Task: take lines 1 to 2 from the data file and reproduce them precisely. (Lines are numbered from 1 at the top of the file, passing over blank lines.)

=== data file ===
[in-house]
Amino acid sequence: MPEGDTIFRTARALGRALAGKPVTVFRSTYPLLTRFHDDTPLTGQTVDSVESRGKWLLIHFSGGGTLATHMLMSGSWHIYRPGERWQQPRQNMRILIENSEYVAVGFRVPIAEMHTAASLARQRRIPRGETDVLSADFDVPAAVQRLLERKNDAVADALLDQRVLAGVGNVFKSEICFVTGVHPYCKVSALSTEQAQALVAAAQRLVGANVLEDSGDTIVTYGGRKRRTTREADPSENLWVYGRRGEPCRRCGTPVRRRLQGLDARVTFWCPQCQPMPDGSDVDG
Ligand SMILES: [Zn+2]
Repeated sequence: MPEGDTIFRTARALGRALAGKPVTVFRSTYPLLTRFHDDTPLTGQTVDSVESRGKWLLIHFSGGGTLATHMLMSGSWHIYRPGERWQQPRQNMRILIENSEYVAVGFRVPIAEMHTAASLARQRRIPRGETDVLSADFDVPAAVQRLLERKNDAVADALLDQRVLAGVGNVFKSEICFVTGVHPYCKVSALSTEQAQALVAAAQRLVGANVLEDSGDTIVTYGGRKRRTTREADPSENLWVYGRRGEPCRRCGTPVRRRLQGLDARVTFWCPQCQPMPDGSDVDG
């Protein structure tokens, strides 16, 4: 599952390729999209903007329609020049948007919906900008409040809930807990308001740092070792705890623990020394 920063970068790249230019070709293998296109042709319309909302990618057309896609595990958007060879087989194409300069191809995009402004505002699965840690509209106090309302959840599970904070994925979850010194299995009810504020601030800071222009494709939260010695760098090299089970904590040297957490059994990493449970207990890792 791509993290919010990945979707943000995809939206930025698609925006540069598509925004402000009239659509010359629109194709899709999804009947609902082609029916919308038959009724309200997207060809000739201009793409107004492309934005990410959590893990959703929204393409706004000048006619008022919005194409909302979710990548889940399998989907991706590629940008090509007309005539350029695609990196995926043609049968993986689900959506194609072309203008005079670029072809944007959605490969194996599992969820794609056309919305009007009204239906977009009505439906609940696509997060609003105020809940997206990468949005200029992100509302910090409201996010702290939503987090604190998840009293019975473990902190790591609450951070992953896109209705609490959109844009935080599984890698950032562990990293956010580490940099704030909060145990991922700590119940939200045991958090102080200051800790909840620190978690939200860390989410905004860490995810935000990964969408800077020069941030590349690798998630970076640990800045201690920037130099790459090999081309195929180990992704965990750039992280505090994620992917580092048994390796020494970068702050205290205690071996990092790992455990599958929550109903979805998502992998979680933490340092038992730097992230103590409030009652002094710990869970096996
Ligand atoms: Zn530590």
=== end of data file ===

[in-house]
Amino acid sequence: MPEGDTIFRTARALGRALAGKPVTVFRSTYPLLTRFHDDTPLTGQTVDSVESRGKWLLIHFSGGGTLATHMLMSGSWHIYRPGERWQQPRQNMRILIENSEYVAVGFRVPIAEMHTAASLARQRRIPRGETDVLSADFDVPAAVQRLLERKNDAVADALLDQRVLAGVGNVFKSEICFVTGVHPYCKVSALSTEQAQALVAAAQRLVGANVLEDSGDTIVTYGGRKRRTTREADPSENLWVYGRRGEPCRRCGTPVRRRLQGLDARVTFWCPQCQPMPDGSDVDG